to see how good somebody can be. When I was travelling parts of Africa
as a UN consultant, and struggling with the feeling of having somehow
been separated from reality, it was Kapuscinski who illuminated for me
why I felt this way. „People from the United Nations form a club unto
themselves,” he commented in The Soccer War. „Many of them are
pretentious: they look on everything and everyone from a global
perspective, which means, simply, that they look down. They repeat the
word ‚global’ in every sentence, which makes it difficult to settle
everyday human problems with them.”

Kapuscinski seemed to look down on no one, and was at his best with
everyday problems, like when the truck he was being transported by broke
down in the middle of Mauritania’s desert. Africa was his first and
only love. This is so clear from his collection of essays Shadow of the
Sun, and a book of war reportage from Angola called Another Day of Life.
Maybe it was the times, those early post-colonial days when a coup or
revolution could break out at any moment, but Kapuscinski also clearly
loved something about the contradictions of a continent at once so
broken and so whole. He loved its austerity and its joy just beneath the
surface. He did not care so much for Latin America, where he reported
for five years, satirizing its „baroque” sensibilities. Everything in
Latin America has to be the biggest, he wrote. If it has a river it is
the longest, a mountain it is the tallest (he never did seem to report
from Asia!), the plains the widest, a forest the biggest. He was not
afraid to criticize or to love, all of which opened Kapuscinski to
criticism, and even a certain kind of obscurity.

For although those who know him really know him, even my Polish friends
knew him only because he had become something of a Polish celebrity by
that point, coming as the special guest of an event where a statue was
unveiled for a Polish traveller who cycled around Africa. This is to
say, they were not terribly familiar with his books, much less his
mission. And this is the key point about Kapuscinski, with whom I am
obviously in love, passionate and partial: he possessed a profound sense
of mission.

Towards peace through understanding

He admitted as much in an interview given to Charlie Rose some years
ago, saying he had made a conscious decision to concentrate on history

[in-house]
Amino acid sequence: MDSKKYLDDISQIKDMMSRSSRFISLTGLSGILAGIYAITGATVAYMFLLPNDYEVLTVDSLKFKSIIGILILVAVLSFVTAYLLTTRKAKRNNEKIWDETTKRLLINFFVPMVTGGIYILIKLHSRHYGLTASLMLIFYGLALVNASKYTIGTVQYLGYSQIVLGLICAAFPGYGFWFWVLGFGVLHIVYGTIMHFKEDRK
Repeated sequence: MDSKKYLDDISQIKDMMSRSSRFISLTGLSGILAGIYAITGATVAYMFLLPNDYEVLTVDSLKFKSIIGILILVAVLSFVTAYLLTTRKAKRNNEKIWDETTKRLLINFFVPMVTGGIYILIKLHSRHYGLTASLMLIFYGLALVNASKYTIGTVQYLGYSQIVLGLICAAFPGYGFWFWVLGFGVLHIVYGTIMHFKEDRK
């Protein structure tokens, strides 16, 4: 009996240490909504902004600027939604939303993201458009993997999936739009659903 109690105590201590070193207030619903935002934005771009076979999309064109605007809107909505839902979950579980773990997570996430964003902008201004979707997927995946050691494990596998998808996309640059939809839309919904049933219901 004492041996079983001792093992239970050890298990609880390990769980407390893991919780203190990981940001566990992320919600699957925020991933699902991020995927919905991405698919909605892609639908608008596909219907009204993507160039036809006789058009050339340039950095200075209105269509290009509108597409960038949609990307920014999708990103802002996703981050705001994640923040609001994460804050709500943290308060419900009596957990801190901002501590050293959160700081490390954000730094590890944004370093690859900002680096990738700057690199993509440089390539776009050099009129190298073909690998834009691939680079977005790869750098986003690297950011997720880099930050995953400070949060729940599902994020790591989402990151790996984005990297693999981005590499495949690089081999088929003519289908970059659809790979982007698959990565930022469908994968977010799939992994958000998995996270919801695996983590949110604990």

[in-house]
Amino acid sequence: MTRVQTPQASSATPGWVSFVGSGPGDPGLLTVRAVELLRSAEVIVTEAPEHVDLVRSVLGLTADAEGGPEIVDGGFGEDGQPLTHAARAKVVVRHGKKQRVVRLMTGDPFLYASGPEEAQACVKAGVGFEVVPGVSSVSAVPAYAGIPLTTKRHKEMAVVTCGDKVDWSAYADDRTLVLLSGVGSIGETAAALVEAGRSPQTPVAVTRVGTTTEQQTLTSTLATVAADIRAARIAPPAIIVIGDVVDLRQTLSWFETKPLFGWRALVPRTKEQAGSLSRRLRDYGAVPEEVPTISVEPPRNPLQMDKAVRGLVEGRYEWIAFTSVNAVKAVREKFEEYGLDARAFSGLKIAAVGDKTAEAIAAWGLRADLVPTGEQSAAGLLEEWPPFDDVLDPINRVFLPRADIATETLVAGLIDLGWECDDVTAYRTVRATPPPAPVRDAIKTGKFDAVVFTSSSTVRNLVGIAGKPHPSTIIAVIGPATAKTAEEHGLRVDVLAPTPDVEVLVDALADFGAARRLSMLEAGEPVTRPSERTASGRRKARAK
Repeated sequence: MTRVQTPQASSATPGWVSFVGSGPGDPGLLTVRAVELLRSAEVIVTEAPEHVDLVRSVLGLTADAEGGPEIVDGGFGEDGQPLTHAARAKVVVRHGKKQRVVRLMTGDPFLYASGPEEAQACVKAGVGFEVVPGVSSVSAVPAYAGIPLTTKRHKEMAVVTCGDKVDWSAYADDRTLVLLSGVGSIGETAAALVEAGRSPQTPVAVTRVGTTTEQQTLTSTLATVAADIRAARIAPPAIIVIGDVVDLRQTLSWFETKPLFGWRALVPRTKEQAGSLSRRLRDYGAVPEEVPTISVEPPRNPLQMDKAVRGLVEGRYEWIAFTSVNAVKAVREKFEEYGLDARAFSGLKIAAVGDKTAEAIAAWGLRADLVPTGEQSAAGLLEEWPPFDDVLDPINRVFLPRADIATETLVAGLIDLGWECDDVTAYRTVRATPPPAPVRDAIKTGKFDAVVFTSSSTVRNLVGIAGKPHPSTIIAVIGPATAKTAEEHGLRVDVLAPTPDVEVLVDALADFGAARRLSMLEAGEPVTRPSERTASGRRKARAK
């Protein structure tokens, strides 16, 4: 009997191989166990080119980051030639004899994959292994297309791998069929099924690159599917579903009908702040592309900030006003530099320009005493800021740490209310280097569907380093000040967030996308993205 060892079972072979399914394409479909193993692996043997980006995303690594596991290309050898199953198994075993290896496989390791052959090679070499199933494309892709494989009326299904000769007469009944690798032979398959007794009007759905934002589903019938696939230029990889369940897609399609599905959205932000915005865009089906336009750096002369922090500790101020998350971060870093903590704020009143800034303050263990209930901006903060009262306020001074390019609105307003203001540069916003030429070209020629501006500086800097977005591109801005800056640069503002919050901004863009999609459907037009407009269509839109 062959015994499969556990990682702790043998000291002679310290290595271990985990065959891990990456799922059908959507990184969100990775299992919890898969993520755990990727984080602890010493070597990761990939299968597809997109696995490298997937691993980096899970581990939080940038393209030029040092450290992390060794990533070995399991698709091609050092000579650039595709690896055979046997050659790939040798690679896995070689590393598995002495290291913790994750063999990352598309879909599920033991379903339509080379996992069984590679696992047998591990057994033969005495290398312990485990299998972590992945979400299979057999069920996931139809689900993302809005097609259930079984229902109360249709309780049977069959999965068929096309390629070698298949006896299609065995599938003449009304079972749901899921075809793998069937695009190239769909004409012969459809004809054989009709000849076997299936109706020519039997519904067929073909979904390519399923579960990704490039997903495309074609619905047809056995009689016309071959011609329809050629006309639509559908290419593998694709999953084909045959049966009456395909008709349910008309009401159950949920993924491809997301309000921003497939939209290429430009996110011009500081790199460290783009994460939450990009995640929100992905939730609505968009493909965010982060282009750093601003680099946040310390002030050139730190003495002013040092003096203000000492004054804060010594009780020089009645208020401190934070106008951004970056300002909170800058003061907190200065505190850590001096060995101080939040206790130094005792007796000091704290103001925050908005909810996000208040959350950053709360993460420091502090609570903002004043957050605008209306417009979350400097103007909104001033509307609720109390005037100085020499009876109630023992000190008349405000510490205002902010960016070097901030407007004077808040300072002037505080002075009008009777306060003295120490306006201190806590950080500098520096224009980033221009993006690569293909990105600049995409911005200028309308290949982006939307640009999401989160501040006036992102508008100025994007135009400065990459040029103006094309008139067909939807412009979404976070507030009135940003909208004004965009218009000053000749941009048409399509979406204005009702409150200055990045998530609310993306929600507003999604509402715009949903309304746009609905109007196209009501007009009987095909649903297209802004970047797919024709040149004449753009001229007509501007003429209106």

in the making rather than the history of the past, and that he felt a
compulsive need to explain things to people with the hope that the
deeper we know each other, the more peaceful humans will be.

This mission was more delicately wrapped in an essay he wrote years ago
for Granta, which was later republished and used as the fulcrum for The
Soccer War, called in various forms something like „High time I started
writing the next book.” In this essay, he highlights all the things he
means to write about — a form which serves as the file I now keep
called, simply, „The Book I Mean to Write” — if only he had time. „I
would write a dictionary describing how different words take on
different meanings depending on where they are spoken in the world,”
Kapuscinski writes. „I would write about the time I was sent to Latin
America, but didn’t really like it. I would write about how hard it is
for a northerner to survive in the tropics, or what it feels like to
hide in a hotel room when all white men are being rounded up on the
streets, or the experience of being in motion so often, flying,
stewardesses, passports, hotels, typewriters, loneliness. I would write
about all this, if only things didn’t keep coming up. If only the world
would calm down for a moment. If only I could take a break from my
deepest sense of mission.”

A conviction so deep it becomes a mission is so rare for
non-ideologues, zealots or fanatics, that Kapuscinski deserves praise,
and respect, memorializing and dedications for holding so stoically to
his own purpose throughout his life. His words alone will survive him.
That is something. But more than his words a writer wants to be
remembered for his ideas, which have a way of seeping into the world,
and becoming part of the collective unconscious long after, in fact only
after their bodies have passed and just their lines remain. To feel
such gratitude and warmth for a person I only think I know, when in fact
all I know are his words, is a testament to the righteousness of
Kapuscinski’s core idea, that the more the lives of others are explained
to us, the less likely we are to fight. This is to say, the more likely
we are to love. This is a tribute not only to Kapuscinski himself, but
also to everyone who feels the inexplicable humanistic drive to put
thought to order, apply meaning to language, give life to words.

„You must choose your words carefully,” Kapuscinski said, „because
there are so many of them in the world.” It is a reassurance that the
humanistic will is still alive in humanity, no matter how troubled,
corrupt, or infuriating; no matter how desperately we need the world to
become calmer, so that we can release our clenched teeth, and remember
what it is like to breathe again.

Shefa Siegel is a writer, environmental consultant for the United
Nations Industrial Development Organization and doctoral student at the
University of British Columbia. He lives in Victoria